What on Earth is an annulment?

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This article is provided for informational purposes only and should not be considered legal advice. In this guide, we will address the most common questions and concerns related to alimony in Florida, helping you navigate the complex terrain of this important aspect of divorce law.

From time to time I get asked the question to explain what an annulment is because this individual desires to have his/her marriage annulled.

Annulments are arguably one of the most misunderstood aspects of family law in the State of Florida. I would submit to you that most retired Circuit Judges never granted one in their entire career on the bench. Annulments are simply not that common.

So what is an annulment? An annulment is a rendering by a Court that a marriage between the parties should have never existed and therefore, should be annulled. Florida has both void and voidable marriages. A void marriage is a marriage that is simply barred by law. In Florida, some examples of a void marriage would be one that was bigamous, the product of incest, or a marriage between minors. These are examples of marriages that are clearly invalid because they are specifically legally forbidden. Voidable marriages differ in that these might otherwise be valid marriages but the circumstances leading to the marriage might deem them voidable. Common examples are the 4:00 a.m. ceremony at a Wedding Chapel when both participants are severely intoxicated and cannot truly consent to the marriage or someone who may be the victim in an immigration fraud matter that resulted in a marriage. These marriages might be valid, in that they are not legally forbidden, but they are voidable due to the specific circumstances surrounding the marriage. The scenarios detailed above are generalized examples and each case will turn on very specific details and facts; therefore, each matter must be reviewed and analyzed on its merits.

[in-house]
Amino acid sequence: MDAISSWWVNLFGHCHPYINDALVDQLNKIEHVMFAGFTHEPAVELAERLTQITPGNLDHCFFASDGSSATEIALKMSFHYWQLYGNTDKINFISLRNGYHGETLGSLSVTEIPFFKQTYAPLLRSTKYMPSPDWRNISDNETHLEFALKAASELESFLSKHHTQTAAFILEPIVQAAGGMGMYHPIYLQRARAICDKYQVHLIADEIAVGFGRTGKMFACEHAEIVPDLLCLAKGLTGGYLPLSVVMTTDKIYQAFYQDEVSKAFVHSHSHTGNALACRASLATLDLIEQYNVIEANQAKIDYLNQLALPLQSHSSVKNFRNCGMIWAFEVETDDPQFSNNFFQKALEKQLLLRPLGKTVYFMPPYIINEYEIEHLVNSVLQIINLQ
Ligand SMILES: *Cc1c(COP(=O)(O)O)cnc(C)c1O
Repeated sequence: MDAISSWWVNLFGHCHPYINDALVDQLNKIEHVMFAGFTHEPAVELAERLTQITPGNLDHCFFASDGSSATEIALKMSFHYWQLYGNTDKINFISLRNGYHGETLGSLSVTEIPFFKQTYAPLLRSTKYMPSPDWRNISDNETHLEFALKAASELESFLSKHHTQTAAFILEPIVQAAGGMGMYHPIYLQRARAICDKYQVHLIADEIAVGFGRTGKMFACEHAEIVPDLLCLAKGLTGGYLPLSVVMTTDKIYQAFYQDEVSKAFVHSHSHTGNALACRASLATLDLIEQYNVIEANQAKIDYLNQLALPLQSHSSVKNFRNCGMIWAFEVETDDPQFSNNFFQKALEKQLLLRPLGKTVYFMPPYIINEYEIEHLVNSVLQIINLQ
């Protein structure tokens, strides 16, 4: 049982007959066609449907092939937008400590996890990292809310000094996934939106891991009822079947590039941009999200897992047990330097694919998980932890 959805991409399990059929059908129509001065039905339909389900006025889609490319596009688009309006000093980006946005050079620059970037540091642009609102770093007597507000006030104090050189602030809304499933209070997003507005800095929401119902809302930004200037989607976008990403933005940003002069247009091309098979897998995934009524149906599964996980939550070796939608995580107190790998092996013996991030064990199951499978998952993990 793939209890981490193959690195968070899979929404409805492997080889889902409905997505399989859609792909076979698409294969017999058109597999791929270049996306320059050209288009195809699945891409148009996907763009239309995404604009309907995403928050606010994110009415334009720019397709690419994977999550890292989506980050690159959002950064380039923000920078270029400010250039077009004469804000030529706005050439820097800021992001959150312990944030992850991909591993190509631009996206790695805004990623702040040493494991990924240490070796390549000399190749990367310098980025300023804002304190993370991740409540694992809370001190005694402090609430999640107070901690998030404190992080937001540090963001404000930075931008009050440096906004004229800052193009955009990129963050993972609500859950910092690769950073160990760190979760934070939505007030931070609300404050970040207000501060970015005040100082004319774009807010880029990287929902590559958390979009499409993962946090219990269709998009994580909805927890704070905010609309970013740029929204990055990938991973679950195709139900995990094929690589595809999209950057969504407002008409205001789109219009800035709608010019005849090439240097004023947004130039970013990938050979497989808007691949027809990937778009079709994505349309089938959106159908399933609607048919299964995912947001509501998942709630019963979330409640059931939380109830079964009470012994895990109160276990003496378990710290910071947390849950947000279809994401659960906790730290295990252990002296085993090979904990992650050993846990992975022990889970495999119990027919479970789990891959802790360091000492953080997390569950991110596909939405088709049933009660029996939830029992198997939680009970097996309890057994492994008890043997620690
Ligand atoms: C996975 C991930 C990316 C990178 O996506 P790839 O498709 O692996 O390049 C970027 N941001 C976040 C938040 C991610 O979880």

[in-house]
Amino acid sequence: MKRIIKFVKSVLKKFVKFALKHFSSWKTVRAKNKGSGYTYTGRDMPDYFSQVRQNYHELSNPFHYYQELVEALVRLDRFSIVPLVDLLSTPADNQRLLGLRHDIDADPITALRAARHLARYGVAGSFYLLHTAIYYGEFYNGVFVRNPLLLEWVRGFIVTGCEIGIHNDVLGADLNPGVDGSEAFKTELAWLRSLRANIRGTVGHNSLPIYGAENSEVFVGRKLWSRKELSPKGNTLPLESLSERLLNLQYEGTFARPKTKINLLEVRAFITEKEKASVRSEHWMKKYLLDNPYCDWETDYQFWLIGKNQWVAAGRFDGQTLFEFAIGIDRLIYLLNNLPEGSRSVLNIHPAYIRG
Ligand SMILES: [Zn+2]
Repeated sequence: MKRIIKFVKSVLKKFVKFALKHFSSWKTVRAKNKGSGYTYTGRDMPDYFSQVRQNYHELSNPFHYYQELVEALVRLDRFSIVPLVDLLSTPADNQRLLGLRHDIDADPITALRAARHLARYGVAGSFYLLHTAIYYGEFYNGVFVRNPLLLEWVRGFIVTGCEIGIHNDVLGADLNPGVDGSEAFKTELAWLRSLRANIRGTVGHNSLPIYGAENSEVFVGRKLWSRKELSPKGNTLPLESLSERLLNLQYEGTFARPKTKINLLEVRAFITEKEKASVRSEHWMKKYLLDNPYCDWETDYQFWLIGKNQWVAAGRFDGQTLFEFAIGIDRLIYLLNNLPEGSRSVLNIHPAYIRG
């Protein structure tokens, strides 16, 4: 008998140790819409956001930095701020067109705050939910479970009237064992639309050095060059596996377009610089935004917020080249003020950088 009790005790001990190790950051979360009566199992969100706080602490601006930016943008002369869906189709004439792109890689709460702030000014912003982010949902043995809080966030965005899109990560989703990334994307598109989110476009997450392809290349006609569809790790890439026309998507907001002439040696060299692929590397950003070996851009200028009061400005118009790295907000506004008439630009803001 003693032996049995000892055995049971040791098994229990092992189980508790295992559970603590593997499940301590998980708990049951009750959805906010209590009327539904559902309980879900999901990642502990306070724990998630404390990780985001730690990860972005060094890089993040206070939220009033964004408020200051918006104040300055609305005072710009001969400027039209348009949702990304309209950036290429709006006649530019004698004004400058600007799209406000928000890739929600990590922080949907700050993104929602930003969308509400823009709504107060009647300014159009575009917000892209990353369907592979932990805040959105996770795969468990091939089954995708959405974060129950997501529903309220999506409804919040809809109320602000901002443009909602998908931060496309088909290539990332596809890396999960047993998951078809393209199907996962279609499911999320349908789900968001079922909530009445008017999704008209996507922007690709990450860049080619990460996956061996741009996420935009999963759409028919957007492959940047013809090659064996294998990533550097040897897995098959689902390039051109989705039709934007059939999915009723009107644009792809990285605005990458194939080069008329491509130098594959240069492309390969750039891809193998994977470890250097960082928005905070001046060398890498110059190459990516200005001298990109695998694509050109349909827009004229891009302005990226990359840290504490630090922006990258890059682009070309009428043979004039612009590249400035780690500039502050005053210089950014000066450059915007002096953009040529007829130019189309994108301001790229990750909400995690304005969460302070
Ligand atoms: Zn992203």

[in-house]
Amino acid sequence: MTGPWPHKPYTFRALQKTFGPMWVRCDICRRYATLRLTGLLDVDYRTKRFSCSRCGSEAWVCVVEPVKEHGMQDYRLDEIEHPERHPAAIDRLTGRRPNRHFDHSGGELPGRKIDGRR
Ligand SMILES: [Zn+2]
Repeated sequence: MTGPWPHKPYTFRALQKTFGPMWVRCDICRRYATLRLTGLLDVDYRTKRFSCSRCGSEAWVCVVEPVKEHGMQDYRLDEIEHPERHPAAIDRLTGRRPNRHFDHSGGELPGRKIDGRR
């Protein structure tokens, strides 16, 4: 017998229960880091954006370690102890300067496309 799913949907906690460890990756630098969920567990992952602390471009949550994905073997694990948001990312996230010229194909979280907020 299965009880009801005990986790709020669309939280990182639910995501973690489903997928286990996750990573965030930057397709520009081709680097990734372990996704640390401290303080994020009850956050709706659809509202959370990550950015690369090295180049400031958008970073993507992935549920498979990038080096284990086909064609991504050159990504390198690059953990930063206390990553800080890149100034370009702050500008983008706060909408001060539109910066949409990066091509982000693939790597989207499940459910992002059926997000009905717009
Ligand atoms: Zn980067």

A caveat that people must consider is whether the marriage was consummated, meaning did the parties engage in a consensual sexual relationship? If they did, well, an annulment, generally, is not available to either party. In most cases the act of consummating the marriage will eliminate the ability to seek an annulment. A key factor to consider is that this is an area of law that even the most experienced family law practitioners rarely encounter and most Judges have never heard argument in an annulment case. Do not pursue such an action without the assistance of an experienced family law attorney. I assure you this is far too complex of an arena, and you need an attorney to review the specific details of your case to determine whether you have the requisite grounds to be granted an annulment. If an annulment is not proper then that same attorney can assist you in a divorce action to properly dissolve your marriage.

If you want guidance in determining whether you have the grounds for an annulment or whether you should pursue a divorce please contact us and let us begin working to help you today.

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